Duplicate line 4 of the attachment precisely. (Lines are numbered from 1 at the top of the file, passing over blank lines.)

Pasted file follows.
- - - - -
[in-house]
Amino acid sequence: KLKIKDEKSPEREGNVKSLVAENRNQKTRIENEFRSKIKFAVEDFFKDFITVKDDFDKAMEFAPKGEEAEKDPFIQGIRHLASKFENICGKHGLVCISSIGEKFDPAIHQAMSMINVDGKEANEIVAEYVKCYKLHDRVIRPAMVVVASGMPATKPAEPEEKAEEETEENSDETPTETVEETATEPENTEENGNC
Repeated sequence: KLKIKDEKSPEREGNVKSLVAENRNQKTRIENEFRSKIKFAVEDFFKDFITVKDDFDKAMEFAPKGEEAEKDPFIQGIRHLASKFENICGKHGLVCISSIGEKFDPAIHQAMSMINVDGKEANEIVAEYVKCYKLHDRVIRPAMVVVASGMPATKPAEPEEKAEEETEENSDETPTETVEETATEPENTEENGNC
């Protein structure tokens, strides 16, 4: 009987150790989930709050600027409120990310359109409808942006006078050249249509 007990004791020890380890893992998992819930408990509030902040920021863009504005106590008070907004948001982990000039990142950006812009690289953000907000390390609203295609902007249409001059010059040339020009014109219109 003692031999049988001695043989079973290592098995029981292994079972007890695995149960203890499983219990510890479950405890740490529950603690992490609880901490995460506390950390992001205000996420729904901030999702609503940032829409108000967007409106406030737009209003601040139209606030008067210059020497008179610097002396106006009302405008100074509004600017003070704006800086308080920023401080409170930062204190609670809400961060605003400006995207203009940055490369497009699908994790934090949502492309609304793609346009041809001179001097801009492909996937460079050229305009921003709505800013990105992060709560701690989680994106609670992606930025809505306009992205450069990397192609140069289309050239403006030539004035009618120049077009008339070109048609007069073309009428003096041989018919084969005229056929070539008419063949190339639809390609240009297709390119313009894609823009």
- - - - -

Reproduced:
């Protein structure tokens, strides 16, 4: 009987150790989930709050600027409120990310359109409808942006006078050249249509 007990004791020890380890893992998992819930408990509030902040920021863009504005106590008070907004948001982990000039990142950006812009690289953000907000390390609203295609902007249409001059010059040339020009014109219109 003692031999049988001695043989079973290592098995029981292994079972007890695995149960203890499983219990510890479950405890740490529950603690992490609880901490995460506390950390992001205000996420729904901030999702609503940032829409108000967007409106406030737009209003601040139209606030008067210059020497008179610097002396106006009302405008100074509004600017003070704006800086308080920023401080409170930062204190609670809400961060605003400006995207203009940055490369497009699908994790934090949502492309609304793609346009041809001179001097801009492909996937460079050229305009921003709505800013990105992060709560701690989680994106609670992606930025809505306009992205450069990397192609140069289309050239403006030539004035009618120049077009008339070109048609007069073309009428003096041989018919084969005229056929070539008419063949190339639809390609240009297709390119313009894609823009």